In a dental treatment room space is a valuable commodity. If you set your keyboard at the edge of the counter and your monitor behind your keyboard, your actual usable workspace for dentistry has been greatly reduced. When you add a second patient monitor it is usually impractical to use another cart or cabinet for your monitor, computer or keyboard. Every square inch of your floor and desk space is accounted for. You need a monitor and keyboard mounting system that will leave your counter and floor untouched. By using adjustable mounts and arms you can have your computer components conveniently located and have the ability to move them up and out of the way when not in use.
With an adjustable monitor arm the patient no longer has to be moved to see the screen because the screen can be moved to where the patient can see it.
The following are some things to keep in mind when looking for a mounting system:
Adaptability: What you need now may change in the future. Find a system that is designed with this in mind. Ask yourself (or the vendor) “How easy will it be to add a feature to this monitor arm in the future? Will I have to buy a completely new system or can I upgrade this one?”
Adjustability: The monitor arm should be able to be adjusted easily by the people who will use it every day? Can your dental assistant easily adjust the height of this monitor stand? What is the farthest point the arm will need to reach? Will this arm reach where I need it to? Is the mounting system stable? Will it stay where it is placed or does it drift after a while?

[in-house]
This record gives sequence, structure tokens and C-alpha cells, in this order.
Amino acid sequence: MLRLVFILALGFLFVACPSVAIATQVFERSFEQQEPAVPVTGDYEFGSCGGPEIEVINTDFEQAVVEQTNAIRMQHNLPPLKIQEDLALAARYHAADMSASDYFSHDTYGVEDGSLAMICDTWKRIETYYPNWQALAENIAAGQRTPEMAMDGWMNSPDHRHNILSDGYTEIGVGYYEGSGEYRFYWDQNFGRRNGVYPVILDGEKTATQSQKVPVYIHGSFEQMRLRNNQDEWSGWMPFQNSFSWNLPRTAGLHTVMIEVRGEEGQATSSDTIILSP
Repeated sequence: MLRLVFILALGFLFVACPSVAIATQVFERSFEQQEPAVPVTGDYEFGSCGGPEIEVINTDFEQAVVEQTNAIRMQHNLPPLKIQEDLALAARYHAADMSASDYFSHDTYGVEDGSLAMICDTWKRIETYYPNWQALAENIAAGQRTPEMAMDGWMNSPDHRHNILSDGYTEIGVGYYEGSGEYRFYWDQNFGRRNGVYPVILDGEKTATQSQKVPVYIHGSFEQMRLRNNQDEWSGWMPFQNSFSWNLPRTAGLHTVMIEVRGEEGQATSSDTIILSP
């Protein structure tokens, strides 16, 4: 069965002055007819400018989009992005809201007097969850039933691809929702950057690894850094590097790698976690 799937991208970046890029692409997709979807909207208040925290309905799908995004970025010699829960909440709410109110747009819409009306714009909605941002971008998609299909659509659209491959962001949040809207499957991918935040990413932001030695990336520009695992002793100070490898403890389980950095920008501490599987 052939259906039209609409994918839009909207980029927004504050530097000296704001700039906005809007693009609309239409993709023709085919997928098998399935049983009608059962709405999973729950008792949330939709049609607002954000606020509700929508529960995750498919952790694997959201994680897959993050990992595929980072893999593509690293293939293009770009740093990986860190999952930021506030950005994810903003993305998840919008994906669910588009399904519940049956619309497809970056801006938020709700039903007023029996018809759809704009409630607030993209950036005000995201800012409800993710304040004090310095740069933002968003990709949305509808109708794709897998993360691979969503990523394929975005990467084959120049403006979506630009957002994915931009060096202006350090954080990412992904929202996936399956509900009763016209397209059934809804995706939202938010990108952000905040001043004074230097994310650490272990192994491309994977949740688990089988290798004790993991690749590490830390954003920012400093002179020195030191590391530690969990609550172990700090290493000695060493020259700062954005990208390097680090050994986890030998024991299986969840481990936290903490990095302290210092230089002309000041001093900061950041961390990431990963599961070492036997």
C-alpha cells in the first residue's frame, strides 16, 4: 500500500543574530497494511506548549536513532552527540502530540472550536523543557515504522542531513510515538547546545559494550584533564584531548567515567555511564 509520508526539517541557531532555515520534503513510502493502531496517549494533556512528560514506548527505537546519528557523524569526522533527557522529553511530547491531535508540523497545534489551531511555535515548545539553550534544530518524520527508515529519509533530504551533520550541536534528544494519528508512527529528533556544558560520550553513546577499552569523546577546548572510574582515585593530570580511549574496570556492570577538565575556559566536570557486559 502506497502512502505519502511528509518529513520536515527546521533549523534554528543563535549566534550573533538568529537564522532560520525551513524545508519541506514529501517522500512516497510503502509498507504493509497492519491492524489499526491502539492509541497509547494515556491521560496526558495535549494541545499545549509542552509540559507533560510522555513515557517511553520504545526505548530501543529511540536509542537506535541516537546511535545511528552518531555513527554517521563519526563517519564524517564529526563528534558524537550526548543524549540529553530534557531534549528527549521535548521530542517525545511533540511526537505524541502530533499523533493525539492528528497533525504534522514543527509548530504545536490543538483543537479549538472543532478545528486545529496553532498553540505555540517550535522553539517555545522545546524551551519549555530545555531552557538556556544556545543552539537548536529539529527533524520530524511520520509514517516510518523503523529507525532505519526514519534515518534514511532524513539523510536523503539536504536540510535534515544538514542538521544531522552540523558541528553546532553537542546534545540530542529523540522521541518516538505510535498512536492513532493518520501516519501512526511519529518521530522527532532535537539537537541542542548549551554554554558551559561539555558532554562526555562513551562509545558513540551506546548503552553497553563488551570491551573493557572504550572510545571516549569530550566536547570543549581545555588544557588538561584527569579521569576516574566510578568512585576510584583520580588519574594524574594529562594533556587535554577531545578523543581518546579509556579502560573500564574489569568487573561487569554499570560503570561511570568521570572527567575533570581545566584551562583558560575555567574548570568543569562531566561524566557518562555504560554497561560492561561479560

Compatibility: There are compatibility standards set forth by VESA, the Video Electronics Standard Association, that determine how your monitor can be mounted. Be sure to find a mounting system that has a mounting interface that meets VESA standards and a flat panel monitor that is VESA compliant. Also keep in mind the weight of the equipment you intend to mount and make sure the mounting system has a weight capacity to meet your requirements.
Access: There is more to positioning the mount than just finding the right spot. The mounting surface must be strong enough to support the equipment. That may mean some wood backing especially in the ceiling. The monitor will also need power and cable access. Cables and cords can be internal (within the arm) or external.
Monitor mounts and arms are designed to attach to various surfaces. They can come down from the ceiling, off the top of a cabinet, up from a counter, over from the wall or around the light pole. Any configuration can work; what is best for your office will depend on the room size cabinetry and dental equipment. And of course the budget.